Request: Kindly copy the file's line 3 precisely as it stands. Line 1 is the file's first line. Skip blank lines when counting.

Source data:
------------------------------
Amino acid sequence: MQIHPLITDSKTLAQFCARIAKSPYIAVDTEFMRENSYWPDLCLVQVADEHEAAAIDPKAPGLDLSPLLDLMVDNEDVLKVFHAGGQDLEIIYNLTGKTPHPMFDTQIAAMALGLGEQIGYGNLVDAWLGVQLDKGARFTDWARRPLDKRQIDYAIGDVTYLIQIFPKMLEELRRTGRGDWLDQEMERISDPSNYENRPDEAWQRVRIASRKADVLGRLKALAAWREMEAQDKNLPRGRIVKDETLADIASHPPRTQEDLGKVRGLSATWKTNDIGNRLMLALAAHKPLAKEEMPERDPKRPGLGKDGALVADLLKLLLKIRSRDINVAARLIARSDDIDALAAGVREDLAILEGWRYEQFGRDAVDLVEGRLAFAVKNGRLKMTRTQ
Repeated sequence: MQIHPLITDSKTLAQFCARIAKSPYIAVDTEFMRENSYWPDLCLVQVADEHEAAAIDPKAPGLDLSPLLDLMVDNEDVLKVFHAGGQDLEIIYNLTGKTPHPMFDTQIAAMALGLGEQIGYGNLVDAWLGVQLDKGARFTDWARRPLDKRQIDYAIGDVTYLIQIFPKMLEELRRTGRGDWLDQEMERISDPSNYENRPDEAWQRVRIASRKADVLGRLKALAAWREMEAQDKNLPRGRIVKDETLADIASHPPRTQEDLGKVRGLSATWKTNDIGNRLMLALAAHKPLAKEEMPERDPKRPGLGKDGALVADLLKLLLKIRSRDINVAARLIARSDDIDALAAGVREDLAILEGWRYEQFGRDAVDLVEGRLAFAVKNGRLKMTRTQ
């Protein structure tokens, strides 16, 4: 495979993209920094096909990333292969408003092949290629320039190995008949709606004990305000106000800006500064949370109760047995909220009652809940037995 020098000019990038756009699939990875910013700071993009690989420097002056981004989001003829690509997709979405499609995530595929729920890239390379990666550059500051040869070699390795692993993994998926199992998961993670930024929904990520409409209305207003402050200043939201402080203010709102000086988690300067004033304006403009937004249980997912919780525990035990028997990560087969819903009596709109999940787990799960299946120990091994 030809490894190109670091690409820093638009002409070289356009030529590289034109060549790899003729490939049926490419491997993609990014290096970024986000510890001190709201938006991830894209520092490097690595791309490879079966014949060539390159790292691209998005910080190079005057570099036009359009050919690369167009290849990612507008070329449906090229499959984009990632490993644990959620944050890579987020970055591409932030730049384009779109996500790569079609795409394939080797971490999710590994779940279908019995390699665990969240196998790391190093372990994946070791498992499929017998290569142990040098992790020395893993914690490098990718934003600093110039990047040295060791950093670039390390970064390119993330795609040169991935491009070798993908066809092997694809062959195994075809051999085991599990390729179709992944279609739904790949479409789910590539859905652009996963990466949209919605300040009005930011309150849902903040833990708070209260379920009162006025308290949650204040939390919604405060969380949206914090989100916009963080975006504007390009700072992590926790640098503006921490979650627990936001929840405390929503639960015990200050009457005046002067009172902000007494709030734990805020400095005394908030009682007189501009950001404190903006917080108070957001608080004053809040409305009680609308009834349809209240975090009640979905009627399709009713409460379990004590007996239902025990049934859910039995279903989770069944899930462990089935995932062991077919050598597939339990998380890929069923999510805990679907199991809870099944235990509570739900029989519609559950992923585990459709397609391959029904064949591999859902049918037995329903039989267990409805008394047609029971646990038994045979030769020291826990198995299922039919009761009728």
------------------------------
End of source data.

């Protein structure tokens, strides 16, 4: 495979993209920094096909990333292969408003092949290629320039190995008949709606004990305000106000800006500064949370109760047995909220009652809940037995 020098000019990038756009699939990875910013700071993009690989420097002056981004989001003829690509997709979405499609995530595929729920890239390379990666550059500051040869070699390795692993993994998926199992998961993670930024929904990520409409209305207003402050200043939201402080203010709102000086988690300067004033304006403009937004249980997912919780525990035990028997990560087969819903009596709109999940787990799960299946120990091994 030809490894190109670091690409820093638009002409070289356009030529590289034109060549790899003729490939049926490419491997993609990014290096970024986000510890001190709201938006991830894209520092490097690595791309490879079966014949060539390159790292691209998005910080190079005057570099036009359009050919690369167009290849990612507008070329449906090229499959984009990632490993644990959620944050890579987020970055591409932030730049384009779109996500790569079609795409394939080797971490999710590994779940279908019995390699665990969240196998790391190093372990994946070791498992499929017998290569142990040098992790020395893993914690490098990718934003600093110039990047040295060791950093670039390390970064390119993330795609040169991935491009070798993908066809092997694809062959195994075809051999085991599990390729179709992944279609739904790949479409789910590539859905652009996963990466949209919605300040009005930011309150849902903040833990708070209260379920009162006025308290949650204040939390919604405060969380949206914090989100916009963080975006504007390009700072992590926790640098503006921490979650627990936001929840405390929503639960015990200050009457005046002067009172902000007494709030734990805020400095005394908030009682007189501009950001404190903006917080108070957001608080004053809040409305009680609308009834349809209240975090009640979905009627399709009713409460379990004590007996239902025990049934859910039995279903989770069944899930462990089935995932062991077919050598597939339990998380890929069923999510805990679907199991809870099944235990509570739900029989519609559950992923585990459709397609391959029904064949591999859902049918037995329903039989267990409805008394047609029971646990038994045979030769020291826990198995299922039919009761009728």